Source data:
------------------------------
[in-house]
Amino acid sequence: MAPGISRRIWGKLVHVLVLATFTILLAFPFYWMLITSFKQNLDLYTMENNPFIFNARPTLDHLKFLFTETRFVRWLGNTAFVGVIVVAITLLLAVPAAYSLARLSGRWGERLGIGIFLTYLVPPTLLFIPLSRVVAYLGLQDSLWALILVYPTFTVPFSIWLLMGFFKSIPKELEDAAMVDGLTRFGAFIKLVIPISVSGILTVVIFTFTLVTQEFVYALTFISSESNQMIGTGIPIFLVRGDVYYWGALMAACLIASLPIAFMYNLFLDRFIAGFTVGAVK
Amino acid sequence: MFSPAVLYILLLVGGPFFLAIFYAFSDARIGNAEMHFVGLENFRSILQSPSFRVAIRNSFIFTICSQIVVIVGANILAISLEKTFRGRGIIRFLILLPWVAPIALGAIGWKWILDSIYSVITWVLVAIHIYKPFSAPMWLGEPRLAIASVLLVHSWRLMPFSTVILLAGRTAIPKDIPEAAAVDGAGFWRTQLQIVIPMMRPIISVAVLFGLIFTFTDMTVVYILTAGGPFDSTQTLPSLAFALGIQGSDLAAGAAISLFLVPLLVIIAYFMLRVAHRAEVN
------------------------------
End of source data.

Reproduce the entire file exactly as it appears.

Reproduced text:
[in-house]
Amino acid sequence: MAPGISRRIWGKLVHVLVLATFTILLAFPFYWMLITSFKQNLDLYTMENNPFIFNARPTLDHLKFLFTETRFVRWLGNTAFVGVIVVAITLLLAVPAAYSLARLSGRWGERLGIGIFLTYLVPPTLLFIPLSRVVAYLGLQDSLWALILVYPTFTVPFSIWLLMGFFKSIPKELEDAAMVDGLTRFGAFIKLVIPISVSGILTVVIFTFTLVTQEFVYALTFISSESNQMIGTGIPIFLVRGDVYYWGALMAACLIASLPIAFMYNLFLDRFIAGFTVGAVK
Amino acid sequence: MFSPAVLYILLLVGGPFFLAIFYAFSDARIGNAEMHFVGLENFRSILQSPSFRVAIRNSFIFTICSQIVVIVGANILAISLEKTFRGRGIIRFLILLPWVAPIALGAIGWKWILDSIYSVITWVLVAIHIYKPFSAPMWLGEPRLAIASVLLVHSWRLMPFSTVILLAGRTAIPKDIPEAAAVDGAGFWRTQLQIVIPMMRPIISVAVLFGLIFTFTDMTVVYILTAGGPFDSTQTLPSLAFALGIQGSDLAAGAAISLFLVPLLVIIAYFMLRVAHRAEVN